For many bands, your debut album is a substantial landmark in your career. It’s seen as your only opportunity to present a well-rounded first impression. Some bands first albums are seen as stepping stones for what they followed. Nevertheless, the prospect of making your first album is a hefty task, especially if you’re a band with a growing reputation.
For Cardiff quintet Holding Absence, the creation of their eponymous debut has been a rollercoaster of a journey, full of stops and starts. A combination of creative frustration and a substantial member leaving at the halfway point allowed the band to step back and refocus on their collective goal of producing a coherent album that represents them in the best way possible. And as our 5 out of 5 review suggests, it’s mission accomplished for the Welsh five-piece.
Now as they prepare to unleash ‘Holding Absence’ to the public and hit the road for a series of headline shows, vocalist Lucas Woodland took the opportunity to talk about the creation of the record in detail – their initial aims, the setbacks, and he thoughts on the final record.
I honestly can’t remember when we sat down and started properly writing the album. It was always a goal from day one of this band. I think the importance of this album always weighed on our shoulders and that really helped us naturally choose what was right to release and when.
“Thematically and lyrically, the aim was to produce a body of work that was thought out and intrinsically joined at the hip.”
Sometimes it just felt like fate that the album ended up how it did. The first track we composed for this album, ‘A Godsend’, is two years old now and was practically finished before both ‘Saint Cecilia’ and ‘Heaven Knows’. From the beginning, we were really feeling our way around the album and going with what felt natural, and scrapping the songs that didn’t. This soon became a “Beggars can’t be choosers” problem for us – some songs were taking a long time to nail, others we just didn’t believe were right. I think that’s why every song on the album feels so special to me. They all had to fight for their place on the record, against pretty stiff competition, in hindsight.
Sonically, the aim was to sound like an angsty, impulsive and naive post-hardcore band writing record number 1. Biting off more than we could we chew with style – kinda like how ‘Hybrid Theory’ (Linkin Park) or ‘Orchestra Of Wolves’ (Gallows) felt. Thematically and lyrically, the aim was to produce a body of work that was thought out and intrinsically joined at the hip. Like these songs couldn’t exist without one another. We wanted this to sound like ‘The Black Parade’ (My Chemical Romance) or ‘Vheissu’ (Thrice) – mature and broken in. Though this task sounds impossible, I feel like the juxtaposition worked, to us at least.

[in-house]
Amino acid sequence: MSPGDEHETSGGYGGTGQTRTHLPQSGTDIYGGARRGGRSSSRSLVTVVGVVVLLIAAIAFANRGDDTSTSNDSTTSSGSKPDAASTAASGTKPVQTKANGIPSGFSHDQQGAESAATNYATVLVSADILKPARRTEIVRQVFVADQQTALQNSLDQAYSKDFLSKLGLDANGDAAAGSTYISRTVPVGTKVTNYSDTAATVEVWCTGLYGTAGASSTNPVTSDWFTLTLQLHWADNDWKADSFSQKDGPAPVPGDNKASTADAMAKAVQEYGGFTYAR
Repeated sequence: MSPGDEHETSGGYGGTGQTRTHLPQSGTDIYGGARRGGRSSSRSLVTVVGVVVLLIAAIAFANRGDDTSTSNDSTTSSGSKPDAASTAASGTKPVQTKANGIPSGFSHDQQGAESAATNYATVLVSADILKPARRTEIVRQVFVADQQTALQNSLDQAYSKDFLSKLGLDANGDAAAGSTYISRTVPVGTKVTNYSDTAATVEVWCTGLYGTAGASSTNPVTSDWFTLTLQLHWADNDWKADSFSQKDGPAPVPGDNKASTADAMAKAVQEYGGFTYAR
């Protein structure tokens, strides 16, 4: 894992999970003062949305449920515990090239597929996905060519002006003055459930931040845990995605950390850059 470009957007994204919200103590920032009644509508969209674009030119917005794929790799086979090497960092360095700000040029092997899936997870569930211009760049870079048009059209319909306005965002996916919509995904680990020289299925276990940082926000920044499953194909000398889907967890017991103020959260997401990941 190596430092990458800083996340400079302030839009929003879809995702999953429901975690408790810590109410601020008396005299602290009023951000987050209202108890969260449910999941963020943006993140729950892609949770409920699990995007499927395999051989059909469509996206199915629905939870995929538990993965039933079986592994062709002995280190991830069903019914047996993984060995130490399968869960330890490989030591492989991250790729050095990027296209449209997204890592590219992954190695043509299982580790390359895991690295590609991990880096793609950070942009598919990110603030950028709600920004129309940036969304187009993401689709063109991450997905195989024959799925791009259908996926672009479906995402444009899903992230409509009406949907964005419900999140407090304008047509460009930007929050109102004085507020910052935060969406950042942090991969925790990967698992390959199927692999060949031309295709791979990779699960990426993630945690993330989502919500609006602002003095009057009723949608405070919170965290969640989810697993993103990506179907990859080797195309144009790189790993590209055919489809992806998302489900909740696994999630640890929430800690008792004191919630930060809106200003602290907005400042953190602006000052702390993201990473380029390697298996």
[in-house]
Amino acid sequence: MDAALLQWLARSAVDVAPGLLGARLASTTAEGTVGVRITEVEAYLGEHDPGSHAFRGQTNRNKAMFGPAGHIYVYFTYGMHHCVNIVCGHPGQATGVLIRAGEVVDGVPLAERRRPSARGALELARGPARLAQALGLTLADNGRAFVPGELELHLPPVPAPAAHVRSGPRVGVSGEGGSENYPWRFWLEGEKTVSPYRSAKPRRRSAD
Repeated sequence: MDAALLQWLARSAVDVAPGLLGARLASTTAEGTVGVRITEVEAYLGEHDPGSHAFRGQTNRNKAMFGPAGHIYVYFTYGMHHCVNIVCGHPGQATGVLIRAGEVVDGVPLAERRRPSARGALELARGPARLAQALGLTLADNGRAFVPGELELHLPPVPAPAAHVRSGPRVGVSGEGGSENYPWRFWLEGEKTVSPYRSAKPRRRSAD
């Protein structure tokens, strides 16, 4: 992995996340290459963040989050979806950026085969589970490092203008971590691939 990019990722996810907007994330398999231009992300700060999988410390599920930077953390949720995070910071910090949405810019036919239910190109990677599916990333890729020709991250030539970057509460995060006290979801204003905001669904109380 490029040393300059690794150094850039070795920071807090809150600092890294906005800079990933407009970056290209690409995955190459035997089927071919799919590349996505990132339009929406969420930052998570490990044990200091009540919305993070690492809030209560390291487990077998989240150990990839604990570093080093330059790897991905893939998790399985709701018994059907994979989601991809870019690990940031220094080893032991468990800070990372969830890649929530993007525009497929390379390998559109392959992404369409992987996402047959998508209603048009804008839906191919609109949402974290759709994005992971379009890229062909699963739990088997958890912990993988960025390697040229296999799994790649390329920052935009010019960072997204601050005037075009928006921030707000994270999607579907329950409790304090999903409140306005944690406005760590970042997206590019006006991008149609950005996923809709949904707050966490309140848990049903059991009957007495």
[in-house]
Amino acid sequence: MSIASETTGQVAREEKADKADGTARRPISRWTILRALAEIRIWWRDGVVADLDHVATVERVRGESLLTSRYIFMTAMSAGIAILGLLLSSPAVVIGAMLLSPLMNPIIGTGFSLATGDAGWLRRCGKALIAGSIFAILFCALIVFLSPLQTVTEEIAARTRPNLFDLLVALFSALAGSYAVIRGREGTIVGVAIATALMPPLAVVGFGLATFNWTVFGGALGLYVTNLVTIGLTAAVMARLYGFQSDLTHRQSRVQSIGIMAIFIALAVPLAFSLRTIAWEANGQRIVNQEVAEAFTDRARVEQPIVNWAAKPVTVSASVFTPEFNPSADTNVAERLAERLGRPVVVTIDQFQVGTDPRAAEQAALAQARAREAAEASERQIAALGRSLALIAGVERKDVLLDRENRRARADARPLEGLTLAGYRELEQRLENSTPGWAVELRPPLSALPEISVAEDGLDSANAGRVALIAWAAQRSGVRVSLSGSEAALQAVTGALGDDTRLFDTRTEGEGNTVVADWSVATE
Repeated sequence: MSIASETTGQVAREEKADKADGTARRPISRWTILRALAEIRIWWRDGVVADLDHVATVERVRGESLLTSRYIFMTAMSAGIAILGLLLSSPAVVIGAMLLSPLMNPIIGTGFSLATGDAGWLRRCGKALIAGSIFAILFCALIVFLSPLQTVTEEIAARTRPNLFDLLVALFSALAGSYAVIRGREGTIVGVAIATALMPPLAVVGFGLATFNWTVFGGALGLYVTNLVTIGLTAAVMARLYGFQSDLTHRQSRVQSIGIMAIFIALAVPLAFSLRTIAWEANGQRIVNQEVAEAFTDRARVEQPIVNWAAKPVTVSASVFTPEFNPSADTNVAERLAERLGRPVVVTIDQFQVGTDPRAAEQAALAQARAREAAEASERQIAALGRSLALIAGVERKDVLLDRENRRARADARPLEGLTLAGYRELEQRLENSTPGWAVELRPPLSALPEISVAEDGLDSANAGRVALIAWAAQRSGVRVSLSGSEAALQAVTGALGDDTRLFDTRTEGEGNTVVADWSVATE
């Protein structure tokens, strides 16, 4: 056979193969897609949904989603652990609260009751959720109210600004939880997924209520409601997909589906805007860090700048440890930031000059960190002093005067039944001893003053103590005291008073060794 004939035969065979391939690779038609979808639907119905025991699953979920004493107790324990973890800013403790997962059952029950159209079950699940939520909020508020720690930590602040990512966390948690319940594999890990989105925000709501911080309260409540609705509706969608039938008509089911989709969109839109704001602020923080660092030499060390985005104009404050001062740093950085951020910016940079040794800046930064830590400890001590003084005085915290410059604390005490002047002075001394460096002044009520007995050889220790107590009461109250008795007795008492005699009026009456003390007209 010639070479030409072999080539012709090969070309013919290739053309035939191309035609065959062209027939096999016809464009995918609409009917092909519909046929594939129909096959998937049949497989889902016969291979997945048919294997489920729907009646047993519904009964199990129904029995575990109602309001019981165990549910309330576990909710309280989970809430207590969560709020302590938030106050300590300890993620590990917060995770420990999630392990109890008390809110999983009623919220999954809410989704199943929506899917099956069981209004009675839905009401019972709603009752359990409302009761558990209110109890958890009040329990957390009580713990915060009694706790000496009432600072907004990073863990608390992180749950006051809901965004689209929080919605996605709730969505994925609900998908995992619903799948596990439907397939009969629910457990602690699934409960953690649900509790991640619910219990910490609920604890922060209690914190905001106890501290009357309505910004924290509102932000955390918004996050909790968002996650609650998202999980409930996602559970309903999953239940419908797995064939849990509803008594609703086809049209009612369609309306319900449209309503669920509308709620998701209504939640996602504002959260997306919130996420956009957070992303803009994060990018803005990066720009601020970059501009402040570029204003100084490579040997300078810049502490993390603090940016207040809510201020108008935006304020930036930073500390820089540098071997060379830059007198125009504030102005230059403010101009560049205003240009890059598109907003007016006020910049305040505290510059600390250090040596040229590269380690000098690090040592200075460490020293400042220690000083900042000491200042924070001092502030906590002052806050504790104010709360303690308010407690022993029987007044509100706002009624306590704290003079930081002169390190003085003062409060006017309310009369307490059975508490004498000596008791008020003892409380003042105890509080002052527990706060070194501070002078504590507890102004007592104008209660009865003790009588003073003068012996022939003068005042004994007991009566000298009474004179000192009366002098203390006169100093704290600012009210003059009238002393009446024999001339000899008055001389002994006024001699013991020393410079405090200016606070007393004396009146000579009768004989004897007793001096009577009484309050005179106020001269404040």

The recording process for this record was a lengthy, laborious one, but once again I feel like it was necessary in the end. We started work with George Lever in late January (2018) and had already formed a healthy relationship through the ‘This Is As One’ split EP with him. The plan was to record half the album and start releasing tracks as we went along – this was purely due to the amount of time it was taking us to write songs as a four-piece. This session tracking was done at Vada studios, and we tracked ‘Perish‘, ‘Your Love’, ‘You Are Everything’, ‘A Godsend’, ‘Marigold’ and another track that didn’t make the cut.
Leaving Vada behind, in a blaze of fury, our old guitarist Feisal quit a month later, whilst on tour. In hindsight, with all respect, this really saved the record. The pace we were working at was dangerously slow, but as a remodelled band – myself, James (Joseph – bass) and Ash (Green – drums) transformed from musicians to songwriters overnight and this saw us write the rest of the album far quicker than the first, and included some of my favourites, ‘Like A Shadow‘, ‘Monochrome‘ and ‘Wilt’. The rest of the album was recorded through September in George’s studio in Wells.
“I am so incredibly proud of this album”
The absolute rollercoaster experience this album went through – in terms of songwriting and production – could’ve absolutely killed it, but in my opinion, this record now has a range of emotion and depth that no sane band would ever try to achieve the way we did.
As an overview, I am so incredibly proud of this album. Musically, whether it’s the piercing intro to Perish, the catchy hook in ‘Like A Shadow’ or the pounding intro on ‘To Fall Asleep’. Emotionally, the bittersweet love story told in Your Love, the gentle and beautiful refrain offered to you by ‘Marigold’, or the depressing lesson of reality taught throughout ‘Last Of The Evening Light’. Finally, personally, being able to listen to the imperfect cadence that closes ‘Wilt’ and signifies the end of a record I waited a lifetime to write, and poured so much of myself into… That’s a feeling that will always fill me with joy.
Holding Absence will be going out on a headline tour later this month. Support comes from Luke Rainsford and The Nightmares.
21st Joiners, Southampton
22nd Flapper, Birmingham
23rd Key Club, Leeds
24th O Reilly’s, Hull
25th Garage, Glasgow
27th Rebellion, Manchester
28th Globe, Cardiff
29th Underworld, London
‘Holding Absence’ by Holding Absence is released on 8th March on SharpTone Records.